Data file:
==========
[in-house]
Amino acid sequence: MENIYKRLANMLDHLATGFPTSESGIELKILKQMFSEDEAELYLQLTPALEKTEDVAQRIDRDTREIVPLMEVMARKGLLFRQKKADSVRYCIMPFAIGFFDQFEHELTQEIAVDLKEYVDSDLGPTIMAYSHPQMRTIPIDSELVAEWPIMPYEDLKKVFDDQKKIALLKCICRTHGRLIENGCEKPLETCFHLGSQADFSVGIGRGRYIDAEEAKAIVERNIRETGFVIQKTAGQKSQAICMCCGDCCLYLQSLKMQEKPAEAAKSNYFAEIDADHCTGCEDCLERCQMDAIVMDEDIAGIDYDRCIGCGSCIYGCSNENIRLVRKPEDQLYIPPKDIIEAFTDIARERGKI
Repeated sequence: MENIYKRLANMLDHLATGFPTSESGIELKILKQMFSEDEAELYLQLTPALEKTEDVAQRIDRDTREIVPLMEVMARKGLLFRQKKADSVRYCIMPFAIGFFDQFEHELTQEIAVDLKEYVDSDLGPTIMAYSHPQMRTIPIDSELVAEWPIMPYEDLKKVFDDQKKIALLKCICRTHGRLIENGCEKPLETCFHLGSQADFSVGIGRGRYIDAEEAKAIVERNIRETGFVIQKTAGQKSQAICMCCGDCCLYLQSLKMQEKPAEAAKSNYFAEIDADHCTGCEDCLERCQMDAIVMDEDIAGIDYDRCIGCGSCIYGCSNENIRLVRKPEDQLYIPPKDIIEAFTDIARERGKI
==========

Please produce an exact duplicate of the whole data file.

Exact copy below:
[in-house]
Amino acid sequence: MENIYKRLANMLDHLATGFPTSESGIELKILKQMFSEDEAELYLQLTPALEKTEDVAQRIDRDTREIVPLMEVMARKGLLFRQKKADSVRYCIMPFAIGFFDQFEHELTQEIAVDLKEYVDSDLGPTIMAYSHPQMRTIPIDSELVAEWPIMPYEDLKKVFDDQKKIALLKCICRTHGRLIENGCEKPLETCFHLGSQADFSVGIGRGRYIDAEEAKAIVERNIRETGFVIQKTAGQKSQAICMCCGDCCLYLQSLKMQEKPAEAAKSNYFAEIDADHCTGCEDCLERCQMDAIVMDEDIAGIDYDRCIGCGSCIYGCSNENIRLVRKPEDQLYIPPKDIIEAFTDIARERGKI
Repeated sequence: MENIYKRLANMLDHLATGFPTSESGIELKILKQMFSEDEAELYLQLTPALEKTEDVAQRIDRDTREIVPLMEVMARKGLLFRQKKADSVRYCIMPFAIGFFDQFEHELTQEIAVDLKEYVDSDLGPTIMAYSHPQMRTIPIDSELVAEWPIMPYEDLKKVFDDQKKIALLKCICRTHGRLIENGCEKPLETCFHLGSQADFSVGIGRGRYIDAEEAKAIVERNIRETGFVIQKTAGQKSQAICMCCGDCCLYLQSLKMQEKPAEAAKSNYFAEIDADHCTGCEDCLERCQMDAIVMDEDIAGIDYDRCIGCGSCIYGCSNENIRLVRKPEDQLYIPPKDIIEAFTDIARERGKI